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What Is Speaking in Tongues?

speaking in tongues

The theological debate of speaking in tongues has been around longer than you and I have been on God’s beautiful planet that he created for us. What makes this spiritual gift from God so fascinating is all the unknowns that surround it or as the Apostle Paul calls it “mysteries by the Spirit.“ New Christians and old Christians alike usually ask the same questions when it comes to discussing speaking in tongues.

In an attempt to understand what the Bible says about speaking in tongues, I will attempt to briefly answer the reason, what happens, and what denominations speak in tongues. (As there are many different opinions on this, and I am not a theological scholar, please read this article with grace as I aim to answer surface questions that we at ChurchLeaders.com have seen people ask. Hopefully, this can give you a starting place as you search for a deeper understanding regarding the spiritual gift of speaking in tongues.

What the Bible Says About Speaking in Tongues

The Greek word γλώσσαισ (glossolia) means ‘language’ and is translated into our English language as the word tongue. The gift of speaking in tongues first appears in Acts 2 on the day of Pentecost when Luke cites that the Holy Spirit filled the Apostles and they began speaking in other tongues.

When the day of Pentecost arrived, they were all together in one place. And suddenly there came from heaven a sound like a mighty rushing wind, and it filled the entire house where they were sitting. And divided tongues as of fire appeared to them and rested on each one of them. And they were all filled with the Holy Spirit and began to speak in other tongues as the Spirit gave them utterance. Now there were dwelling in Jerusalem Jews, devout men from every nation under heaven. And at this sound the multitude came together, and they were bewildered, because each one was hearing them speak in his own language.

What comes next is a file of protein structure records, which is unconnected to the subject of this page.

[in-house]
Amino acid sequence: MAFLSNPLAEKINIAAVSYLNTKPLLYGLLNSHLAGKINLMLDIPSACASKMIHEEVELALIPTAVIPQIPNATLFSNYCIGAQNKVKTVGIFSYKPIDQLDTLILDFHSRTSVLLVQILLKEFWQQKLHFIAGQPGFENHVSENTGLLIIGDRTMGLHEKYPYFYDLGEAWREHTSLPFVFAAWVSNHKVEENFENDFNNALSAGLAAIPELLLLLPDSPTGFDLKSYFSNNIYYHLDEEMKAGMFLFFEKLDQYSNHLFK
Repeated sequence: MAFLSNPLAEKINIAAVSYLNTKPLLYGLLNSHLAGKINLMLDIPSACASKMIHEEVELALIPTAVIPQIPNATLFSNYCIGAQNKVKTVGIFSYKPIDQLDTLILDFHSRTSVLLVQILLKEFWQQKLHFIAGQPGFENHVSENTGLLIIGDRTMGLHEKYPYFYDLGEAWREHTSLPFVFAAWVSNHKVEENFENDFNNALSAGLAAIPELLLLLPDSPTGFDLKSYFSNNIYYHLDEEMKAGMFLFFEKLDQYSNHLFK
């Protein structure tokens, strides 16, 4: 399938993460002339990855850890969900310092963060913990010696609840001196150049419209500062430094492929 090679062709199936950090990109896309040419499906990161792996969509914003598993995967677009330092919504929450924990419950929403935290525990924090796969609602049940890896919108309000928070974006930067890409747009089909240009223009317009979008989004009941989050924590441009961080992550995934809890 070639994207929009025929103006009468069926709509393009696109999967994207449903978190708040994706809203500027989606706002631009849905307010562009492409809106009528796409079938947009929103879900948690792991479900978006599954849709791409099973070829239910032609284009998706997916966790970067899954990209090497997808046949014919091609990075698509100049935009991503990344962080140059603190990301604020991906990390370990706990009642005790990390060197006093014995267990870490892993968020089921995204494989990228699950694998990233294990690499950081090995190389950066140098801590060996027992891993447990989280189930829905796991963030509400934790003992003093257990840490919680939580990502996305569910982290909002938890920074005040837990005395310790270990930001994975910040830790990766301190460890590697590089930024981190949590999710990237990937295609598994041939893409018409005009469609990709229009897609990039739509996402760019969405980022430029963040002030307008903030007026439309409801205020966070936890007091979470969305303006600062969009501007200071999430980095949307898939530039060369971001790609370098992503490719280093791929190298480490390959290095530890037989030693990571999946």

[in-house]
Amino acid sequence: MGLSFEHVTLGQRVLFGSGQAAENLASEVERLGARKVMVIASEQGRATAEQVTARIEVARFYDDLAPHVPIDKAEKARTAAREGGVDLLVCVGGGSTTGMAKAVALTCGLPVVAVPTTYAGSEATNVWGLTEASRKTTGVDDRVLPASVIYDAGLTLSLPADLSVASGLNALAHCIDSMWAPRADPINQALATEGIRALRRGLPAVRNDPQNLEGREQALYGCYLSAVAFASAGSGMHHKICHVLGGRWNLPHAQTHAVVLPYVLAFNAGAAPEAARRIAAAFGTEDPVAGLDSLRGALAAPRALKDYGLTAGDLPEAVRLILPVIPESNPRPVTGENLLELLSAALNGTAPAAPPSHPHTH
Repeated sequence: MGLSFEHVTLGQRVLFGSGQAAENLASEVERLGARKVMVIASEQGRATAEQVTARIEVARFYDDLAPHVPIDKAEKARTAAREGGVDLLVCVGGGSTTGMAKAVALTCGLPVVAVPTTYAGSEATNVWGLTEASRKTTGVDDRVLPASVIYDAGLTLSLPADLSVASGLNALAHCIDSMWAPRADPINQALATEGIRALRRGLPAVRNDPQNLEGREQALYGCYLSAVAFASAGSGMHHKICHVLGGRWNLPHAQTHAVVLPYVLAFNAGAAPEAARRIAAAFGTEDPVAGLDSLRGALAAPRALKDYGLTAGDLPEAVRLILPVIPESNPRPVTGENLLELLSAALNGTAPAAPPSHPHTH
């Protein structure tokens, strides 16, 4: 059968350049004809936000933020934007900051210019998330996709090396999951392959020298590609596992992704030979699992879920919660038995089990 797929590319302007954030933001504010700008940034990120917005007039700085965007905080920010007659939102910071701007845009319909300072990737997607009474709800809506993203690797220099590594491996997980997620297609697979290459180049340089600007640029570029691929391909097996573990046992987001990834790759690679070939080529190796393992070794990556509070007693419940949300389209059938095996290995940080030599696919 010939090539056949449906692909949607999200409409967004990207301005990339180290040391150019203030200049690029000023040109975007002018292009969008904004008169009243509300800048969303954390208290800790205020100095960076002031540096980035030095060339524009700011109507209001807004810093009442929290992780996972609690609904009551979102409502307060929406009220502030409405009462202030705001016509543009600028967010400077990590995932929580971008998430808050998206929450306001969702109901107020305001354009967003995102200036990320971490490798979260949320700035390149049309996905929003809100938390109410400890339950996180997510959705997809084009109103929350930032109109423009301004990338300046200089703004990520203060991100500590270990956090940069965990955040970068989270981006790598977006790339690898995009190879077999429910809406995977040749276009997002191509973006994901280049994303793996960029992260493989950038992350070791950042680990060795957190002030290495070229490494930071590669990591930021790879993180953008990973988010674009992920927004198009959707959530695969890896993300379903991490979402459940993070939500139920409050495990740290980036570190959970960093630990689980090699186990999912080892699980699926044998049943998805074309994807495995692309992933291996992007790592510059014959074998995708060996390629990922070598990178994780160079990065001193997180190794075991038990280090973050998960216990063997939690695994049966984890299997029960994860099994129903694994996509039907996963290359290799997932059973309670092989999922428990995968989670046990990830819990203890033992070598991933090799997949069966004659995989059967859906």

This gift from the Holy Spirit that came upon the Apostles on the day of Pentecost was for the sole purpose of sharing the gospel of Jesus Christ in other people’s native languages they came in contact with (Acts 2:4-11). Former over-eas missionary, author, and notable speaker Paul Washer says he believes that every time speaking in tongues occurs in the book of Acts it is a “real phonetic language.” So in other words, when someone spoke in tongues they were speaking a dialect they previously did not know and the person hearing it would understand what they were saying because it would have been their native language (Acts 2:11-12).

Another place speaking in tongues can be found is in 1 Corinthians chapters 12 through 14 where the Apostle Paul explains spiritual gifts and similarly states the purpose of tongues. Paul says in 1 Corinthians 14:6 that he would be no good to them speaking in tongues if they couldn’t understand it and it wasn’t filled with the gospel.

For anyone who speaks in a tongue does not speak to people but to God. Indeed, no one understands them; they utter mysteries by the Spirit. But the one who prophesies speaks to people for their strengthening, encouraging and comfort. Anyone who speaks in a tongue edifies themselves, but the one who prophesies edifies the church. I would like every one of you to speak in tongues, but I would rather have you prophesy. The one who prophesies is greater than the one who speaks in tongues, unless someone interprets, so that the church may be edified. Now, brothers and sisters, if I come to you and speak in tongues, what good will I be to you, unless I bring you some revelation or knowledge or prophecy or word of instruction?

The type of tongues Paul is speaking of in his letter is different from the one we read about in Acts 2 where what is being spoken is a known dialect. Paul refers to this gift as “tongues of angels” in 1 Corinthians 13:1 and he instructs the church to use restraint and caution while speaking in tongues (1 Corinthians 14). Describing this type of speaking in tongues, Paul says the Holy Spirit may give the gift of speaking in “different kinds of tongues” and another may have “the interpretation of tongues” (1 Corinthians 12:10). Paul clearly states in his letter that this type of speaking of tongues must have an interpreter or it is not edifying to the body of Christ.